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Businessmen walk on the Bund near Shanghai's financial district.
Reuters/Aly Song
Businessmen walk on the Bund near Shanghai’s financial district.

Asia is becoming the global epicenter of corporate corruption

Asia is quickly becoming the main target of US efforts to crack down on international corruption. The region is the focus of more than 100 ongoing probes under the US Foreign Corrupt Practices Act, which criminalizes bribery by companies and individuals outside of the United States, according to a survey by the law firm Freshfields Bruckhaus Deringer. That’s more than twice as many as investigations as in any other region.

A spokesman for the law firm told Quartz that more than 80 of the 100 Asian investigations involved China.

The Freshfields survey is further proof of US anti-corruption authorities flexing their muscles in the region. In 2013 and 2014, Asia also was in the lead when it came to FCPA enforcement actions, but not nearly as decisively.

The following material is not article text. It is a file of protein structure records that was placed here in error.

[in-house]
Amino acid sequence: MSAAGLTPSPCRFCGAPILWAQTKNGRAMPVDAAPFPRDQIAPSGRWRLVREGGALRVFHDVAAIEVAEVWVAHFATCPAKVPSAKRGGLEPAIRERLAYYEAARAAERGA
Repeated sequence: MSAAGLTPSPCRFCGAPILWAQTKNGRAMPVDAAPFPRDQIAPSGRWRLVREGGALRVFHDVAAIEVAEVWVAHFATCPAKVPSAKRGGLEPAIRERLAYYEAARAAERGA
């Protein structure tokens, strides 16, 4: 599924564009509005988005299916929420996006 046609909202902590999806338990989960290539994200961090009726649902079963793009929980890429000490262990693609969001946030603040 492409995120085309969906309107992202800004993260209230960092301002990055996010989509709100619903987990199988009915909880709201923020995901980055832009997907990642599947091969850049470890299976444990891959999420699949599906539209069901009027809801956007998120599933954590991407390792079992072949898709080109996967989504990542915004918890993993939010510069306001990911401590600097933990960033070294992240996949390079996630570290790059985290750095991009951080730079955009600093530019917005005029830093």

Foreign companies that are exposed to US enforcement actions are also paying more of these fines. Non-US based entities paid 63% of the total $2.3 billion in FCPA fines imposed in 2013 and 2014, even though they accounted for less than a third of cases. Last year, the DOJ imposed its largest anti-bribery fine ever of $772 million on the French power company Alstom for bribing officials in Indonesia, Egypt and other countries. The Chinese subsidiary of the New York-based cosmetics company Avon was also ordered to pay more than $135 million for concealing $8 million in “gifts” to Chinese officials.

These fines and investigations will only increase, according to Freshfields. “The number of international companies that are exposed to the extraterritorial jurisdiction of US regulators is set to skyrocket as those companies access US capital markets or structure investments in ways that attract US jurisdiction,” said William Robinson, the firm’s global investigations partner. “This means that US enforcement activity abroad will also rise accordingly.”

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